Colour blindness and contact lenses for colour perception

colour-blindness-and-contact-lenses-for-colour-perception

A team of researchers at the University of Birmingham have developed a new contact lens to help with colour blindness and enhance colour perception. These contact lenses use a low-cost dye to help distinguish red from green colours and vice versa.

Colour vision deficiency

The formal term for colour blindness is 'colour vision deficiency'. The condition is hereditary and more common in men than women. Colour blindness is said to affect 1 in 12 men and 1 in 200 women. Those affected by the condition struggle with identifying specific colours and differentiate between them.

Colour blind people usually have difficulty distinguishing shades of red, yellow, green, brown and orange.

Causes of colour blindness

Colour blindness is caused when one of the cones in our eye's retina doesn't work correctly.

There are three types of cone cells in our retina, and each work together to help the human eye see the full-colour spectrum. We have a cone that perceives blue light, a cone that perceives green and one that perceives red.

Types of colour blindness

The most common type of colour blindness is a red-green deficiency, however other types of colour blindness include:

  • Protonomaly-this causes reduced sensitivity to red light and causes those affected to get confused by shades of the same colour from the red-green-yellow spectrum.
  • Protanopia-those with protanopia will see red as darker than usual and are likely to confuse reds, yellows and greens.
  • Deutranomaly-causes those affected to have a reduced sensitivity to green light and confuse shades of the same colour from the red-green-yellow spectrum.
  • Deuteranopia-this causes confusion between reds, yellows and greens with the hues tending to shift towards the red end of the colour spectrum.

Diagnosis of colour blindness

Colour blindness can be diagnosed using colour vision tests such as the Ishihara test and the colour arrangement test.

The Ishihara test will require the participant to read the numbers on an image made up of coloured dots.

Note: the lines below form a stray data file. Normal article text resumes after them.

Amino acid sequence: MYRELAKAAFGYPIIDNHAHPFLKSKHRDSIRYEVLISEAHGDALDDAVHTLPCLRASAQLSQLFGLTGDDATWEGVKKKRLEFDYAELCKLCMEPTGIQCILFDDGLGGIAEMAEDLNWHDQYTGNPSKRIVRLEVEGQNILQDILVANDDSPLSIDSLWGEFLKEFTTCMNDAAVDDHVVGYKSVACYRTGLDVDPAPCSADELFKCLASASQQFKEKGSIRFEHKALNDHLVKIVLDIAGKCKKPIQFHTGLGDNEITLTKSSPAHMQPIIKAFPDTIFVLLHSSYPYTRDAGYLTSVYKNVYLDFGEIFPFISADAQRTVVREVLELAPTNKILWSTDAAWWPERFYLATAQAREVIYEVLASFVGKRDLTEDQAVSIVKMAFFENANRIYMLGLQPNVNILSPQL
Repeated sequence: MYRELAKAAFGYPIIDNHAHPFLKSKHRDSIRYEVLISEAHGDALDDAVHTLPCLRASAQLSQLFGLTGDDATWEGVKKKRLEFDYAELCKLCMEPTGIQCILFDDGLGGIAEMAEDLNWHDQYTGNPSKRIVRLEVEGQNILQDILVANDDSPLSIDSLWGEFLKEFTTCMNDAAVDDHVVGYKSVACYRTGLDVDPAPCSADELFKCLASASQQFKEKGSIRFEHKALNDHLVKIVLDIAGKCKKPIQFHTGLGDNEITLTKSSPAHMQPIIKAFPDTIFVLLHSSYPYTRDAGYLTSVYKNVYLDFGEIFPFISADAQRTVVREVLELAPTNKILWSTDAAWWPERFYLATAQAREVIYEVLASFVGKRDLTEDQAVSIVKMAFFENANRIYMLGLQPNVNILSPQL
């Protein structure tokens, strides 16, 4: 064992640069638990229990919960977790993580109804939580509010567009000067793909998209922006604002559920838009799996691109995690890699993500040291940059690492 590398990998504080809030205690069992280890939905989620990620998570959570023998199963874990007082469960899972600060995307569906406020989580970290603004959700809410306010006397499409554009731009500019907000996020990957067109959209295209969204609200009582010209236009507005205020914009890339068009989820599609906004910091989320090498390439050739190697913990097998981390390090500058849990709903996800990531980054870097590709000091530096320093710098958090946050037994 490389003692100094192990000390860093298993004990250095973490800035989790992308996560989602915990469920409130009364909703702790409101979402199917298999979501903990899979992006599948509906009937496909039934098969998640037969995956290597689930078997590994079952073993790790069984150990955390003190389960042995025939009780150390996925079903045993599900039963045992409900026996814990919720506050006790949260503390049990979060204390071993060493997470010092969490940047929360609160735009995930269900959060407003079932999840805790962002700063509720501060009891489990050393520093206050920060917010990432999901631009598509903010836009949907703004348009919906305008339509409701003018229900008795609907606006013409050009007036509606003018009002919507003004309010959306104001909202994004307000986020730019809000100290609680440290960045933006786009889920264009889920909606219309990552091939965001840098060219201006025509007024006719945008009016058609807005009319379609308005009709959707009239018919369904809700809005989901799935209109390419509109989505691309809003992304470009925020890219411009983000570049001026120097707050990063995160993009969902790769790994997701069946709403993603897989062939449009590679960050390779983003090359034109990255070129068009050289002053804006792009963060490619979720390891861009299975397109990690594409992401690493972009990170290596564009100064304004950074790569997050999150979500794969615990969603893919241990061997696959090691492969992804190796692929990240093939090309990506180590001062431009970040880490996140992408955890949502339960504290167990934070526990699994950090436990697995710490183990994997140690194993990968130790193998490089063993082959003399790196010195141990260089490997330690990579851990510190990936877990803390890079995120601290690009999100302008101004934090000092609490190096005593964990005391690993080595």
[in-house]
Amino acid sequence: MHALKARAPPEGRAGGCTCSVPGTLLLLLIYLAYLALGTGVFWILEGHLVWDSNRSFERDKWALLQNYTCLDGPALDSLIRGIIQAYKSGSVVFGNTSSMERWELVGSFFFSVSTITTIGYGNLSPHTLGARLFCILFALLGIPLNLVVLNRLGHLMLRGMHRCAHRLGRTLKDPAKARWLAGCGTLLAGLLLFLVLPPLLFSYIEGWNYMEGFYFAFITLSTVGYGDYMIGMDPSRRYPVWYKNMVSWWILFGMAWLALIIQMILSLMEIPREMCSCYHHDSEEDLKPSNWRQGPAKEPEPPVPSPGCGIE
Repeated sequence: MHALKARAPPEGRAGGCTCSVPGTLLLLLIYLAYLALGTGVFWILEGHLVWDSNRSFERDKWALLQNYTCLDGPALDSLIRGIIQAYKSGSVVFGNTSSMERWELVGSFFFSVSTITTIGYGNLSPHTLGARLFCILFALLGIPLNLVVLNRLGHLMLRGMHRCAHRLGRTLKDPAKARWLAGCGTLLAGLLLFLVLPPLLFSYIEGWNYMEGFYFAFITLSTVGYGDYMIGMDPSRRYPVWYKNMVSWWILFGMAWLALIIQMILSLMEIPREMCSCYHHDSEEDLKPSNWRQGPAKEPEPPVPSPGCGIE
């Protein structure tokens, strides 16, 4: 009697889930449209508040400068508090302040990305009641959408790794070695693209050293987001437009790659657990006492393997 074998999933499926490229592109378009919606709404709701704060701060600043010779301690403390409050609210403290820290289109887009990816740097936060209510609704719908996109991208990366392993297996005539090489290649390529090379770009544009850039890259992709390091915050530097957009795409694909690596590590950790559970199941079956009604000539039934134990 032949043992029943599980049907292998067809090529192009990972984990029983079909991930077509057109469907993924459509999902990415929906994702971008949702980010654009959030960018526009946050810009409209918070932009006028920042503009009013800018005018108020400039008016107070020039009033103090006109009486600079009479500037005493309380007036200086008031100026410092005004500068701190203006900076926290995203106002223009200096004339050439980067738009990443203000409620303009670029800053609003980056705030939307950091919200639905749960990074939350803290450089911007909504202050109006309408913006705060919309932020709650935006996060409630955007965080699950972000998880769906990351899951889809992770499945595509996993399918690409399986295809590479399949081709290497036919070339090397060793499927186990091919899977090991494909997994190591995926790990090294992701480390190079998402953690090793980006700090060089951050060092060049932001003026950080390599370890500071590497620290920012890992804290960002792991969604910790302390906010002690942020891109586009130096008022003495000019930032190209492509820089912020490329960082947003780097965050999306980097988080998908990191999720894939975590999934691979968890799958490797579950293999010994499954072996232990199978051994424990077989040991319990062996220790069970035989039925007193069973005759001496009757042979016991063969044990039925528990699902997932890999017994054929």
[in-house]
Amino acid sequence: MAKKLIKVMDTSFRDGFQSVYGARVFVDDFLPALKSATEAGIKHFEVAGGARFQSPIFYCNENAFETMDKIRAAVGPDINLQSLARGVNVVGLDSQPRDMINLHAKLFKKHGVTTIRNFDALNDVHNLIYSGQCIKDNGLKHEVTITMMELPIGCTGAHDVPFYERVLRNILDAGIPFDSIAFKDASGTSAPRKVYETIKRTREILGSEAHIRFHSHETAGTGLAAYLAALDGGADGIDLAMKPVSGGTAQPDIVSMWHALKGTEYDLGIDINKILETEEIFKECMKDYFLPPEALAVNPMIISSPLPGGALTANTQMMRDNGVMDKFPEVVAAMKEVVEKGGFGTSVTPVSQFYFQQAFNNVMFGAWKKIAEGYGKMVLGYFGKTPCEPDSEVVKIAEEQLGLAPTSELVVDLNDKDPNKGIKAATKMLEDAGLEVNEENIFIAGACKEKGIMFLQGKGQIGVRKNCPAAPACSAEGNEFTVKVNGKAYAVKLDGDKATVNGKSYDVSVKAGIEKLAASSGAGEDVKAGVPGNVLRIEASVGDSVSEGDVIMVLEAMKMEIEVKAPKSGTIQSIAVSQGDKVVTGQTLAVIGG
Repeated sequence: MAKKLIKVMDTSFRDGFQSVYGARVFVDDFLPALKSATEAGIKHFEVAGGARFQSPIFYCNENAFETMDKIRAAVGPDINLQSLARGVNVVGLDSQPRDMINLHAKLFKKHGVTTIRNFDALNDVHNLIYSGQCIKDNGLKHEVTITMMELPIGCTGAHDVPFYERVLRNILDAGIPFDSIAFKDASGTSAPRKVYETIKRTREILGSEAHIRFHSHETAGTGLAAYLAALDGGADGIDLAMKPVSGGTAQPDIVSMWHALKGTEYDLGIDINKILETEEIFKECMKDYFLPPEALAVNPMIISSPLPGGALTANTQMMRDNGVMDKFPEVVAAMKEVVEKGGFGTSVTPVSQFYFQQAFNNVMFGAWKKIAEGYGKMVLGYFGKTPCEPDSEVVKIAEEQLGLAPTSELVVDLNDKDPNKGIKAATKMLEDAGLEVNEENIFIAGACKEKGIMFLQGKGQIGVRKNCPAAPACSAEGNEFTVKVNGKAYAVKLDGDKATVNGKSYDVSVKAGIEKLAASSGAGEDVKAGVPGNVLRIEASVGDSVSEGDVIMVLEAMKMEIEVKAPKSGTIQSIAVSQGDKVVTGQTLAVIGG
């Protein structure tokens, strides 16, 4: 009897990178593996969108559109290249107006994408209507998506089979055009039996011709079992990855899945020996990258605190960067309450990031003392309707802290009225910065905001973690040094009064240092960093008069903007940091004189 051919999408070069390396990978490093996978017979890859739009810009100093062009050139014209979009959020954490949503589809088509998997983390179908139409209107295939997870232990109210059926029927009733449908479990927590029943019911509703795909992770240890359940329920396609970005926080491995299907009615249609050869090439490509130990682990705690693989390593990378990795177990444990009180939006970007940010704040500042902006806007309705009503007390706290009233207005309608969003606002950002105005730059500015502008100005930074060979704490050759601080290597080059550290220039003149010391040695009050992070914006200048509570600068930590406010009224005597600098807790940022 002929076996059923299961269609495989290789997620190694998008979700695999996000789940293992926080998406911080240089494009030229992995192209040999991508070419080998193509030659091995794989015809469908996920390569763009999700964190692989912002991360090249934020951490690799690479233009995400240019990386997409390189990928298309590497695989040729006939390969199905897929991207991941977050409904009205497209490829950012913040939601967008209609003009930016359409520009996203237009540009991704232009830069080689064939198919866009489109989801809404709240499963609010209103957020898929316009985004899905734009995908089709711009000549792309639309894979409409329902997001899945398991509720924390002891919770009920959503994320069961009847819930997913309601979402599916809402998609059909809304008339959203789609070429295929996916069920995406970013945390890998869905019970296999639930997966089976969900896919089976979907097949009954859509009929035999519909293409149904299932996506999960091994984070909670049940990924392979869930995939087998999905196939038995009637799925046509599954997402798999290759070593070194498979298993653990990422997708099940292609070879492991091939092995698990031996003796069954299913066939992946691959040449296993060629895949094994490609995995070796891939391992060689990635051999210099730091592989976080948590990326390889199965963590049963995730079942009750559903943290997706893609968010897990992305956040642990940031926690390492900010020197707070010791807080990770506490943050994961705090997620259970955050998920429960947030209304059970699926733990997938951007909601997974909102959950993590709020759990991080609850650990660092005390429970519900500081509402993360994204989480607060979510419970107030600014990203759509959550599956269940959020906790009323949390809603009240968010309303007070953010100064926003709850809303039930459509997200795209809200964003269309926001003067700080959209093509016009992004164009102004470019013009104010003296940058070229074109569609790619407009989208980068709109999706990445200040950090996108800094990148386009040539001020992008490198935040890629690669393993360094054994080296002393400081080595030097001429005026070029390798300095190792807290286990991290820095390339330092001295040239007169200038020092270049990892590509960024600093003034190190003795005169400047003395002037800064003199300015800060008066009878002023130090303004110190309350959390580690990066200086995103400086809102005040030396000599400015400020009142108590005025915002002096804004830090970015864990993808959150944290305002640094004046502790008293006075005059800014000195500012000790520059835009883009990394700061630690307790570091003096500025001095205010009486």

The colour arrangement test comes in various forms which involve matching or arranging coloured objects according to their shades.

Can color vision be corrected?

Researchers at the University of Birmingham have developed an inexpensive dye which can be applied to contact lenses to correct color vision.

The dye works by blocking the band that lies between red and green wavelengths so that red and green colours can be better differentiated.

People with a red-green deficiency were asked to test dyed lenses. The test required them to look at numbers and their surroundings and to say whether the lenses improved the colours they saw or the clarity of the numbers.

The results proved that dyed lenses improve colour perception for those who are colourblind.

Is there a cure coming soon for color blindness?

While colour blindness can be corrected with dyed contact lenses; it is not possible to cure the condition.

How can red green colourblindness be improved?

Certain forms of red-green colour blindness can be improved with unique color corrective glasses or contact lenses. While these glasses don't restore normal colour vision, they can help people distinguish red and green hues more readily, making them appear more vibrant. However, it's important to note that these glasses don't work for everyone.

What is the current status of research on color blindness?

Research is currently being conducted on new ways to treat colour blindness and includes research focusing on gene therapies.

Potential gene replacement therapy for red-green colour blindness has been tested on animals.

According to WebMD, scientists have demonstrated that by 'placing certain color-recognizing (photopigment) genes into the cells of male monkeys known to be red-green color-blind allows the animals to tell the difference between the two colors.' They then had the monkey's take a computer-based color vision test to test their vision.

This study suggested that the brain might have the ability to reprogram itself when given new sensory information such as colour recognizing receptors.

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